Support for Investing in Improving Community Health High, Survey Finds

Nearly three-quarters (73 percent) of registered voters in the United States support an increase in investments aimed at improving the health of communities, a survey from the Robert Wood Johnson Foundation and the Trust for America's Health finds.

According to the survey (10 pages, PDF), 57 percent of Republicans, 87 percent of Democrats, 70 percent of independents, 78 percent of women, 89 percent of African Americans, 82 percent of Latino/as, and 69 percent of whites said they supported investing more to improve community health. In addition, just over half (51 percent) of the more than thirteen hundred survey respondents believed children today will be less healthy than previous generations when they reach adulthood — including 55 percent of Republicans, 62 percent of women registered as independents, 68 percent of African-American women, and 57 percent and 60 percent of those who live in the South and rural areas.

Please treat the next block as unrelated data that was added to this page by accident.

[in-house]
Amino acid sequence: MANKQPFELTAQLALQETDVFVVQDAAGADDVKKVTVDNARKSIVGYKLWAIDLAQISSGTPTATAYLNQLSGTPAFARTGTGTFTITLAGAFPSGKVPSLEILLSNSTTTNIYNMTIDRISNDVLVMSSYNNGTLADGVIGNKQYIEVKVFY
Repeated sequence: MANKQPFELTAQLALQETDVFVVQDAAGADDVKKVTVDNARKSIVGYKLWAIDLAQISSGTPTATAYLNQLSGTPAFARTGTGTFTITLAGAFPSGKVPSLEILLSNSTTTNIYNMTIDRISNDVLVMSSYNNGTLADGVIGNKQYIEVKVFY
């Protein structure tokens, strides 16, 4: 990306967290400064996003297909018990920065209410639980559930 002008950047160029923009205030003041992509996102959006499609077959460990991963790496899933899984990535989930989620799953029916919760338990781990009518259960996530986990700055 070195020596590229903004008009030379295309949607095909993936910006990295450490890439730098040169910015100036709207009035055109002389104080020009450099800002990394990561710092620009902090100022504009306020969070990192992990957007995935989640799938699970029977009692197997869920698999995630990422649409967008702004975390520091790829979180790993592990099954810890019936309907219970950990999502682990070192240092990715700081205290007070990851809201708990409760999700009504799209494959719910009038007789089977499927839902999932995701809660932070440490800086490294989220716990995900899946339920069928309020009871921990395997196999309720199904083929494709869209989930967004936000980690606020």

The report also found that two-thirds (64 percent) of respondents said the number of health issues facing the nation has increased in recent years, citing obesity (41 percent), cancer (33 percent), heart disease and stroke (14 percent), and diabetes and substance misuse (11 percent each) as top concerns. According to the survey, while 66 percent of respondents rated their own health as very good — with higher percentages among college-educated white respondents and those with household incomes above $50,000 — only 36 percent said the same of their community's health.

Among specific strategies for improving health, the report found that ensuring sufficient time for children's physical education, physical activity, or community sports and creating partnerships with farmers, food suppliers, and community health groups to bring fresh produce trucks or mobile markets to food deserts were most widely supported (74 percent), followed by educating children about healthy food choices and physical activity (65 percent); investing more in preventing obesity and chronic diseases (63 percent); and increasing early childhood health programs, including home visiting programs, mobile health screenings, and asthma treatment.